EDMONTON — After nearly five months without a game, the Edmonton Oilers and the Calgary Flames still don’t like each other.
No doubt, the Oilers’ 4-1 victory in the exhibition game between the rivals Tuesday was a new and very different chapter to the Battle of Alberta. Playing for the first time since the NHL paused the season on March 12 due to concerns surrounding the coronavirus, it had to be different.
There were no fans at Rogers Place, the neutral site that will host the Western Conference Qualifiers that begin Saturday. The Flames were designated the home team in the Oilers’ arena. But Oilers captain Connor McDavid did his thing and scored two goals, and the natural animosity between the provincial rivals shone through the strangeness all the same.
“It took probably the first period to get used to it,” McDavid said. “You had two teams that don’t like each other very much. It didn’t feel too different that way, but (you) got more and more used to it as the game went on.”
A physical tone was set from the opening shift, when Flames forward Matthew Tkachuk delivered a hit on Oilers defenseman Darnell Nurse in the right corner in Edmonton’s zone. Later in the first period, Oilers forward Zack Kassian knocked the helmet off Flames defenseman Erik Gustafsson with a jarring check.
By the end of the first period, there had been numerous after-the-whistle scrums and the Oilers led 2-0 on Kailer Yamamoto‘s rebound goal 1:04 into the game and McDavid’s power-play goal at 7:44.
“I thought the energy was good in this game,” Flames forward Milan Lucic said. “There was physicality, scrums. To be honest, it felt for me personally and talking to teammates after the game, it felt like a regular-season game already, and that was the first time we played in about five months.”
The lack of fan noise was evident throughout, beginning before the Canadian national anthem with a pure moment of silence for Colby Cave, the Oilers forward who died April 11 after having surgery to remove a colloid cyst that was causing pressure on his brain.
During the game, shouts from the players and coaches on the benches, instructions from the on-ice officials and chirps between opponents were audible to those sitting high above the ice in the press box. The cheers of the players after a goal or a save were the only ones.
“To be honest, it felt like the twilight zone there for a bit,” Oilers goalie Mike Smith said.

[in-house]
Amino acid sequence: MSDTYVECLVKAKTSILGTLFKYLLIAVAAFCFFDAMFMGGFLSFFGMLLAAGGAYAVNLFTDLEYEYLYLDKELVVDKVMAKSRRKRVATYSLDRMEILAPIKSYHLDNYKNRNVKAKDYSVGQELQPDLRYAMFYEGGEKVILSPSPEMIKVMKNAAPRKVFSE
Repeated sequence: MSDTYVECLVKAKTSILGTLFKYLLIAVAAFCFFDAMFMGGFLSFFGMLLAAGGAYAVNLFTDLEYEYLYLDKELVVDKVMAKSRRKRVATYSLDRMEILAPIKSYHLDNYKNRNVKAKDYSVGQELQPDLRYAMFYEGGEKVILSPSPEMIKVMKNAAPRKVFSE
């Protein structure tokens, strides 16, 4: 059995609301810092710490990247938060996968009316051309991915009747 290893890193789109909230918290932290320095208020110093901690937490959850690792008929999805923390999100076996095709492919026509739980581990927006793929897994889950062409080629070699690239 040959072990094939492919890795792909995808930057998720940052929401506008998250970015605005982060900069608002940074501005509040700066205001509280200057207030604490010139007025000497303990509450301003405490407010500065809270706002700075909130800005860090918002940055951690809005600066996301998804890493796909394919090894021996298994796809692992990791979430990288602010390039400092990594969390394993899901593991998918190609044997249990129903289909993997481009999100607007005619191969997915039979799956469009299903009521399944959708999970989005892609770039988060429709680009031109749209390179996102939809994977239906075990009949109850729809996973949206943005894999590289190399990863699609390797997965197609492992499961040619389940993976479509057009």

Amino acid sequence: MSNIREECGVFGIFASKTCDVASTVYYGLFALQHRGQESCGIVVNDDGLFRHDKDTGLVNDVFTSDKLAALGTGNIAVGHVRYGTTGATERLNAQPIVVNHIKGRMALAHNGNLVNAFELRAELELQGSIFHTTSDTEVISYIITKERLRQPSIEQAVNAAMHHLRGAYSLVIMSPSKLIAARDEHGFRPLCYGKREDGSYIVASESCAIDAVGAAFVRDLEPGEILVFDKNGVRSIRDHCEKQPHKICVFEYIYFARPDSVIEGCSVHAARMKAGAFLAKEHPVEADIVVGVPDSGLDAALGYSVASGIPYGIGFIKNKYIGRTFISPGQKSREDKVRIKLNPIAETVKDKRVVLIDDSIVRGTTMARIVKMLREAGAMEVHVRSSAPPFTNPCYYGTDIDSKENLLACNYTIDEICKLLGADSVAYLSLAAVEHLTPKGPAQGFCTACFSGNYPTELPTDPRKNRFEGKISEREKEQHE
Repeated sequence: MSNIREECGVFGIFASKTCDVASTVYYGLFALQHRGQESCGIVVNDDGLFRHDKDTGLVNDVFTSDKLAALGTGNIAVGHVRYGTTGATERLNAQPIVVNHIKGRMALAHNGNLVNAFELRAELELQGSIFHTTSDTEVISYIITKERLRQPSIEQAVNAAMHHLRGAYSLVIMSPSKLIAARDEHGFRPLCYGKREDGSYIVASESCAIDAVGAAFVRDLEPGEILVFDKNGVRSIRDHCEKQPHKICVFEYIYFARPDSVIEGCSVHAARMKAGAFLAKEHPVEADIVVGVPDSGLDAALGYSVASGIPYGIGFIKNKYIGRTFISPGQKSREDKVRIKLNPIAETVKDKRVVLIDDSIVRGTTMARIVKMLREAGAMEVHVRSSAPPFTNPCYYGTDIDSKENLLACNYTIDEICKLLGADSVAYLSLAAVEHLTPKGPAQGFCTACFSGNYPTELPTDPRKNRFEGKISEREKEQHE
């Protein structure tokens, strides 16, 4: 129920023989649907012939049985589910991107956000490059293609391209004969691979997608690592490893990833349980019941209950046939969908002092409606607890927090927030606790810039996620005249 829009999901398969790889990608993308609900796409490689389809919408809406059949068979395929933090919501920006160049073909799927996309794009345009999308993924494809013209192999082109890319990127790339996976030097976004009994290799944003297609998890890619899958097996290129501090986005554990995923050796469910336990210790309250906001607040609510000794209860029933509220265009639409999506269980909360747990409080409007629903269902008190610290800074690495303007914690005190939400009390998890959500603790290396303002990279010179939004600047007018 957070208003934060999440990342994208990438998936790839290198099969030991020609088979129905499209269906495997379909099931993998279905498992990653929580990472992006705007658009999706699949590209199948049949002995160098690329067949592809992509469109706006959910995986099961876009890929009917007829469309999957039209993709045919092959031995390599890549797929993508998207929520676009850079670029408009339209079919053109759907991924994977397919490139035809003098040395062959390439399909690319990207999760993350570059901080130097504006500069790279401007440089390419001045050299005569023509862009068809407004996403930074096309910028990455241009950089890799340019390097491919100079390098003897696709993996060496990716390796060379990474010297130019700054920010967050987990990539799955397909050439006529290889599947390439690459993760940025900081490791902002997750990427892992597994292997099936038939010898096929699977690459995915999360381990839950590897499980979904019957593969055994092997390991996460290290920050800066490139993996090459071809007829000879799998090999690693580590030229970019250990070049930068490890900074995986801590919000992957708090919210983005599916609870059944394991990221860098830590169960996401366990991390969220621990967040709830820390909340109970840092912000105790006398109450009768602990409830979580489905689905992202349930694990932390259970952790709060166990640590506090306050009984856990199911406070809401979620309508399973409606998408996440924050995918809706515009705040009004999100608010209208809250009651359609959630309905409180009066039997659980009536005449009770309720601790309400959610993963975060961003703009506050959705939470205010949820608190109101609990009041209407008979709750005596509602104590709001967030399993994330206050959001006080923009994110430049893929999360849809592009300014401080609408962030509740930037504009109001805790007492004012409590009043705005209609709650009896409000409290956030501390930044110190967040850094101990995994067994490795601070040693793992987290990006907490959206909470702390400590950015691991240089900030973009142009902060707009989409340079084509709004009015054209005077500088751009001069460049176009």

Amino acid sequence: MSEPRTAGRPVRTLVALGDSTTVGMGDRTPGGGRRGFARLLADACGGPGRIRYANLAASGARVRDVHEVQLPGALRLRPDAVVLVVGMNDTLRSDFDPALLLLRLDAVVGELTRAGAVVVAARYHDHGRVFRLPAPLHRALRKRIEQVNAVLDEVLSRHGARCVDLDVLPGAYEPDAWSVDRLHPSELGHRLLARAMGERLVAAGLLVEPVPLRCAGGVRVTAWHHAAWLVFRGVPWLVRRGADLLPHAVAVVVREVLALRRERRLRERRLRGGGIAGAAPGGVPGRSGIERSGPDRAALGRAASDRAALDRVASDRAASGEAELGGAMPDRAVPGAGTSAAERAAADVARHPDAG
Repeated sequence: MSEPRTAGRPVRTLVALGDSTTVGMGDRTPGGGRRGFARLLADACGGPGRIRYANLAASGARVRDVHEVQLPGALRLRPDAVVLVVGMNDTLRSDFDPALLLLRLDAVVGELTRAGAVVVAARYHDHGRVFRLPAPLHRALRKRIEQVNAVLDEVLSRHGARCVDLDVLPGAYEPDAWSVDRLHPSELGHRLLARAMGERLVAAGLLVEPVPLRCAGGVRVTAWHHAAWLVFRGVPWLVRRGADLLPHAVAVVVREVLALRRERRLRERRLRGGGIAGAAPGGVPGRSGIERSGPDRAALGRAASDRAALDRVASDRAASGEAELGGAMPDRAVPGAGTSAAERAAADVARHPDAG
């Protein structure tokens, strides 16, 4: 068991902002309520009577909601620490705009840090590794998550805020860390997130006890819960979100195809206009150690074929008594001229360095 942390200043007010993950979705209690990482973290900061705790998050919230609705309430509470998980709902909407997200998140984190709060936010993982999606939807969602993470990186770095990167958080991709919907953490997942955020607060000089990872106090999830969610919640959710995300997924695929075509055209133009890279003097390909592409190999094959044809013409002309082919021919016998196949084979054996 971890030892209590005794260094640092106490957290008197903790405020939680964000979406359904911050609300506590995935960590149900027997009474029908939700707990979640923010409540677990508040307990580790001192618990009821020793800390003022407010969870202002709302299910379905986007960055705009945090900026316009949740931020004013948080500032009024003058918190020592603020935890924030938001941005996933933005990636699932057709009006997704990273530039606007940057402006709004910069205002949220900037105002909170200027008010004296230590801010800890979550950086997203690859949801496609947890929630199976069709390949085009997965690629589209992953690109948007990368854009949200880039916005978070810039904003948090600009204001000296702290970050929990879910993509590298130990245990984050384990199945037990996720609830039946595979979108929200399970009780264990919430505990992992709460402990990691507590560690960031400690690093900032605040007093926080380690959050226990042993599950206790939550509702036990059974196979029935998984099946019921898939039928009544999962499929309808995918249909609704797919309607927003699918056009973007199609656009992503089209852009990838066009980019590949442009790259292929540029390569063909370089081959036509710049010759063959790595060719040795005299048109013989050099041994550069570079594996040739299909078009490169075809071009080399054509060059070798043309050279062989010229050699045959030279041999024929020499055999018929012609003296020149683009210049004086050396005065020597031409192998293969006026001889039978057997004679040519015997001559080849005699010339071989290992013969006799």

When Calgary forward Zac Rinaldo expressed his anger with Edmonton forward Josh Archibald after matching roughing minors from a second-period scrum landed them in the penalty boxes, no one had to guess what he was yelling. Kassian undoubtedly heard the urging from the Calgary bench for him to “Get in the penalty box and shut up” following his tripping minor in the third period.
“We thought we’d try to feel it out, but right away you could kind of feel the energy brewing and it wasn’t an easy game,” Oilers defenseman Ethan Bear said. “Everyone was battling hard and with the scrums, both teams hate each other and that’s as close as it gets to a playoff-type exhibition game.”
It was a spirited start to three days of exhibition games in Edmonton and at the bubble in Toronto. Each of the 24 teams in the Stanley Cup Qualifiers — 12 in the Western Conference and 12 in the Eastern Conference — has one exhibition game to shake off the rust before the postseason begins. So this was the lone tune-up for the fifth-seeded Oilers, who play the 12th-seeded Chicago Blackhawks in Game 1 of their best-of-5 series Saturday (3 p.m. ET; NBC, SN), and for the eighth-seeded Flames, who play the ninth-seeded Winnipeg Jets in Game 1 of their qualifier Saturday (10:30 p.m. ET; NBCSN, NHL.TV, CBC, SN).
“You don’t know what to expect,” Oilers coach Dave Tippett said. “There’s things that you want to work on with your team, but you haven’t played in so long and you’re playing Calgary, which is obviously a rivalry. I think one of the assistant coaches said it best. He said, ‘It wasn’t an exhibition game. It wasn’t a full playoff game, but it wasn’t an exhibition game. It was somewhere in between.’
“From a coaching standpoint, I was happy for that.”
Flames coach Geoff Ward also liked it despite the final score. Calgary pulled within 2-1 on a power-play goal by Elias Lindholm at 19:56 of the second period and had Edmonton on its heels for much of the third period before late goals 33 seconds apart by Patrick Russell and McDavid sealed it for the Oilers.
“I thought there was a lot of intensity. The pace was really good. Some hitting on both sides,” Ward said. “I thought both teams played hard. It looked like a game, and the rivalry got the intensity up a little bit. Our guys don’t feel bad. We’re disappointed we didn’t get the win, obviously, and we know there are things we can take out of it, but we feel good about our game and what we were able to do after the slow start.”